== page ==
Show Choir season will end tonight with a banquet. (and an "ooomph" of relief) It has been fun this year, and so crazy that I have not one single photo to post. The above link goes to a video of one of their numbers. If you are unfamiliar with the whole show choir phenomenon; these kids can DANCE and SING. My Valentine had a solo for the first time; and she nailed it! It was not the mournful (soulful?), sweet, sad ballad, but the rockin', deep,  wake-up-the-house song; her style. Parents and teachers are almost as involved as the kids, and I spent one memorable weekend trekking from one end of the venue to another, doing my duty, or "parental volunteer commitment," for 25 hours, give or take. Come to think of it, it was not memorable, it is all a blur.

Boy Scouts has managed to take up another good chunk of my time; to which, as with Show Choir, I have gracefully submitted. It was either that or spend my time grumbling about how much of my life it takes up. This beautiful, loyal Troop 7, all showed up to welcome Gael as a new member, for his bridging ceremony. I was touched. Here, his brother putting on his new neckerchief:

 There I am; third, doting mom from the left, he is third Webelo from same:
 A big chunk of Troop 7, and their parents:
From the memorial service for Dave Hill, Scoutmaster. The saddest day in a sad month. Someone great has passed our way, and passed on. There are not many like him, and he meant a great deal to Charles; mentor, buddy, motivator.

I am dawdling over my screen when I really should be folding laundry or exercising. Don't forget your good intentions when it comes to moving more. Go, get up! I'll see you outside.

Wednesday, February 7, 2018

Minimalist Winter Fitness

The Midwest, like many places, is not the best place to get in a good daily walk or run, or even play in the backyard, in the winter. If there is snow, it is glorious for sledding, skiing and building forts for hours on end. Provided the wind chill is not in the "you will freeze within 5 minutes if you do not find shelter," range.

But a woman's gotta move if she does not want to go crazy around here (things have been on the wilder side of nuts).  My sweet, active, normally very helpful husband was down with a knee injury, one kid is in a wrist brace after multiple appointments with the same orthopedic people husband saw the week before). The immediate need for restructuring of a scout troop after the death of my sons' beloved scoutmaster, a very important sanctuary project getting underway at our church, preparation for one kiddo's audition for a creative arts academy, and show choir season beginning for another. And the flu; did I mention the flu? They are not all on a par, but they do have one thing in common; they are part of life's messiness that sucks time out of a day and leaves you flabby and cranky because you did not take a nanosecond to exercise.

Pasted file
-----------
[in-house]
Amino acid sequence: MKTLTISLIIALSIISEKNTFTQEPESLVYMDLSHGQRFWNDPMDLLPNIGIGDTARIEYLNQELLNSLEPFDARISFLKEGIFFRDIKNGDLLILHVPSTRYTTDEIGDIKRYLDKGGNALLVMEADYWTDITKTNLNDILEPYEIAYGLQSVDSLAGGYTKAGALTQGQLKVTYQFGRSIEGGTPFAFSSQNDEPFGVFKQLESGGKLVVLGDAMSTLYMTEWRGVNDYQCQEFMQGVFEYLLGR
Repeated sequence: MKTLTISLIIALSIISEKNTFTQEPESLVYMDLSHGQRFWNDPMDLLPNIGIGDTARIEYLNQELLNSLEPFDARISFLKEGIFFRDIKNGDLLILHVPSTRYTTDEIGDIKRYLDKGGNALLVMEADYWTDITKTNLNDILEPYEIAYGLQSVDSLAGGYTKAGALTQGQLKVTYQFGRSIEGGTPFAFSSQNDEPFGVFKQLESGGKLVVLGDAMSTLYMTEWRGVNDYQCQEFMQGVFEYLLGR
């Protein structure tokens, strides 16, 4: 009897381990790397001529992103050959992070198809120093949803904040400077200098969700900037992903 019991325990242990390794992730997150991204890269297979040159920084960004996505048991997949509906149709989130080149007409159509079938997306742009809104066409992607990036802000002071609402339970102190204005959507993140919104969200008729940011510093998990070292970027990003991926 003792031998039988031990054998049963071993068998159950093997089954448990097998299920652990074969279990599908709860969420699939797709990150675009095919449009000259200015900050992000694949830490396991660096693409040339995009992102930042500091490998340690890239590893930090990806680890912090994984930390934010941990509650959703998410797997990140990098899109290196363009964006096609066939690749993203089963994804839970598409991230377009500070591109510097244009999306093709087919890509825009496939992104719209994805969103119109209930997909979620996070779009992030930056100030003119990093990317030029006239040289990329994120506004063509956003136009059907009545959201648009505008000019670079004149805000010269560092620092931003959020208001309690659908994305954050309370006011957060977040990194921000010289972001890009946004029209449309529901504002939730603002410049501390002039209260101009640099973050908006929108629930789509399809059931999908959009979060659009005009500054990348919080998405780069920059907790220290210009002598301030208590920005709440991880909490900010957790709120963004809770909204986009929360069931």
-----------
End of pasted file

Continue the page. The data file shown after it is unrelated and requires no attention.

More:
The plan; DO IT FIRST and put the basement/living room/bedroom space to good use. One mini-trampoline, one screen and two DVDs. Cardio: 30-45 minutes on the mini-trampoline while watching the only tv I ever take time to watch, or listening to an audiobook (yesterday I tried to read a novel I'd unwisely gotten caught up slows one down, or makes you nauseous as the words jump around a bit), and a half-hour or so of Essentrics to stretch it out, relieve pain and muscle tension and make my day more comfortable. There are days when I cannot do both, and days when I spend more time on one or both. The only real secret is to do it. Go. Turn off the screen. See you later.

Monday, January 8, 2018

Epiphany...La Fete des Rois

We have come to the last celebration of the Christmas season; Epiphany, or La Fete des Rois; the day the wise men finally arrived after following the star, all the way to the baby Jesus. And we eat cake...must be a remnant of Marie Antoinette in there somewhere. This is my brioche galette des rois: